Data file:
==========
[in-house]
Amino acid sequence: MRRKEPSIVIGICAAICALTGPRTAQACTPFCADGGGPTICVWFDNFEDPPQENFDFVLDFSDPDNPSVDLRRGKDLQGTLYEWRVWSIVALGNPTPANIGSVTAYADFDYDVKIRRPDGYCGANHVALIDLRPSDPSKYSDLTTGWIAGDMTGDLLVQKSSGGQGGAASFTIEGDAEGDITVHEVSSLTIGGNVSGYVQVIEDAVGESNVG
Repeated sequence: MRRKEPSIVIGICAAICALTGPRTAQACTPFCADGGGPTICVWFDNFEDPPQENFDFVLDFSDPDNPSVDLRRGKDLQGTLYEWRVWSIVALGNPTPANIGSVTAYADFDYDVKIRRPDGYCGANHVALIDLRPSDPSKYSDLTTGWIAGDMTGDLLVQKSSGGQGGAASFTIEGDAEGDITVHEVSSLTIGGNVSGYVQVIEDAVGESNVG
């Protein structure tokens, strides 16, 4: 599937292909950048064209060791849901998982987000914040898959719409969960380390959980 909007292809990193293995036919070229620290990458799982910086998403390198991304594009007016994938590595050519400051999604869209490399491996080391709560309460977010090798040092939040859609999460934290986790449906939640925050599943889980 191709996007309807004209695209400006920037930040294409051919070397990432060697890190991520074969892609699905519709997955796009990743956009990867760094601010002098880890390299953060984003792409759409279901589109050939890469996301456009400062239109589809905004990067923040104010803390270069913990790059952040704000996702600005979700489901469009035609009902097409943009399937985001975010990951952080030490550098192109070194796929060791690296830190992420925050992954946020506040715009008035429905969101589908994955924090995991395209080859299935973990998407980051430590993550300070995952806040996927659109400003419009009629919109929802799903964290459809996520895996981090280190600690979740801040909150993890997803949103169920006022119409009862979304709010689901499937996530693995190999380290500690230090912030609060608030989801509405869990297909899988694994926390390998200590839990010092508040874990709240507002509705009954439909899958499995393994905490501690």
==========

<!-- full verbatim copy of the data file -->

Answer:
[in-house]
Amino acid sequence: MRRKEPSIVIGICAAICALTGPRTAQACTPFCADGGGPTICVWFDNFEDPPQENFDFVLDFSDPDNPSVDLRRGKDLQGTLYEWRVWSIVALGNPTPANIGSVTAYADFDYDVKIRRPDGYCGANHVALIDLRPSDPSKYSDLTTGWIAGDMTGDLLVQKSSGGQGGAASFTIEGDAEGDITVHEVSSLTIGGNVSGYVQVIEDAVGESNVG
Repeated sequence: MRRKEPSIVIGICAAICALTGPRTAQACTPFCADGGGPTICVWFDNFEDPPQENFDFVLDFSDPDNPSVDLRRGKDLQGTLYEWRVWSIVALGNPTPANIGSVTAYADFDYDVKIRRPDGYCGANHVALIDLRPSDPSKYSDLTTGWIAGDMTGDLLVQKSSGGQGGAASFTIEGDAEGDITVHEVSSLTIGGNVSGYVQVIEDAVGESNVG
């Protein structure tokens, strides 16, 4: 599937292909950048064209060791849901998982987000914040898959719409969960380390959980 909007292809990193293995036919070229620290990458799982910086998403390198991304594009007016994938590595050519400051999604869209490399491996080391709560309460977010090798040092939040859609999460934290986790449906939640925050599943889980 191709996007309807004209695209400006920037930040294409051919070397990432060697890190991520074969892609699905519709997955796009990743956009990867760094601010002098880890390299953060984003792409759409279901589109050939890469996301456009400062239109589809905004990067923040104010803390270069913990790059952040704000996702600005979700489901469009035609009902097409943009399937985001975010990951952080030490550098192109070194796929060791690296830190992420925050992954946020506040715009008035429905969101589908994955924090995991395209080859299935973990998407980051430590993550300070995952806040996927659109400003419009009629919109929802799903964290459809996520895996981090280190600690979740801040909150993890997803949103169920006022119409009862979304709010689901499937996530693995190999380290500690230090912030609060608030989801509405869990297909899988694994926390390998200590839990010092508040874990709240507002509705009954439909899958499995393994905490501690």